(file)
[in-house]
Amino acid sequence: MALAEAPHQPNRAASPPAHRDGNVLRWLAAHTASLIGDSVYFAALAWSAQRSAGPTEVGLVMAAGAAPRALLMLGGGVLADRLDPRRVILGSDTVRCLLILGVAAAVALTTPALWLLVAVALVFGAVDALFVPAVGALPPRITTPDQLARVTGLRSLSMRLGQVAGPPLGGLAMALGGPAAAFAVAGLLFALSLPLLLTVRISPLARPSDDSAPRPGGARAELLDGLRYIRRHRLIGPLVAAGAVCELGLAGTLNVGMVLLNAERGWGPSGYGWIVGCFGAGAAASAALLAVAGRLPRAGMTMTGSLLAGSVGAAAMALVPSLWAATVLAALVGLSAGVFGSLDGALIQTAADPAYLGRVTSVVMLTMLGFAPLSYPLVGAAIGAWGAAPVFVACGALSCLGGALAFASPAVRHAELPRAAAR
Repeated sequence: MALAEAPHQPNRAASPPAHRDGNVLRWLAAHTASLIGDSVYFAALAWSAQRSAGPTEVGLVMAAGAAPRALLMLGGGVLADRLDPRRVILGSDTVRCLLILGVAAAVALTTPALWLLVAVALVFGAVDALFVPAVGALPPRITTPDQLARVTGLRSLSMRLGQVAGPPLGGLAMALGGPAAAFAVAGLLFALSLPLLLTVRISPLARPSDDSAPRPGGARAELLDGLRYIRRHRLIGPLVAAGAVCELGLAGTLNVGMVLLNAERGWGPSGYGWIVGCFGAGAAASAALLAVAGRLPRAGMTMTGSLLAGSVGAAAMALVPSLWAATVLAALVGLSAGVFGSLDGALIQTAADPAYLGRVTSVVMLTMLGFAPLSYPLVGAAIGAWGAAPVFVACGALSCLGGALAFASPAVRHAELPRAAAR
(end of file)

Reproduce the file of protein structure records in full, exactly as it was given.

[in-house]
Amino acid sequence: MALAEAPHQPNRAASPPAHRDGNVLRWLAAHTASLIGDSVYFAALAWSAQRSAGPTEVGLVMAAGAAPRALLMLGGGVLADRLDPRRVILGSDTVRCLLILGVAAAVALTTPALWLLVAVALVFGAVDALFVPAVGALPPRITTPDQLARVTGLRSLSMRLGQVAGPPLGGLAMALGGPAAAFAVAGLLFALSLPLLLTVRISPLARPSDDSAPRPGGARAELLDGLRYIRRHRLIGPLVAAGAVCELGLAGTLNVGMVLLNAERGWGPSGYGWIVGCFGAGAAASAALLAVAGRLPRAGMTMTGSLLAGSVGAAAMALVPSLWAATVLAALVGLSAGVFGSLDGALIQTAADPAYLGRVTSVVMLTMLGFAPLSYPLVGAAIGAWGAAPVFVACGALSCLGGALAFASPAVRHAELPRAAAR
Repeated sequence: MALAEAPHQPNRAASPPAHRDGNVLRWLAAHTASLIGDSVYFAALAWSAQRSAGPTEVGLVMAAGAAPRALLMLGGGVLADRLDPRRVILGSDTVRCLLILGVAAAVALTTPALWLLVAVALVFGAVDALFVPAVGALPPRITTPDQLARVTGLRSLSMRLGQVAGPPLGGLAMALGGPAAAFAVAGLLFALSLPLLLTVRISPLARPSDDSAPRPGGARAELLDGLRYIRRHRLIGPLVAAGAVCELGLAGTLNVGMVLLNAERGWGPSGYGWIVGCFGAGAAASAALLAVAGRLPRAGMTMTGSLLAGSVGAAAMALVPSLWAATVLAALVGLSAGVFGSLDGALIQTAADPAYLGRVTSVVMLTMLGFAPLSYPLVGAAIGAWGAAPVFVACGALSCLGGALAFASPAVRHAELPRAAAR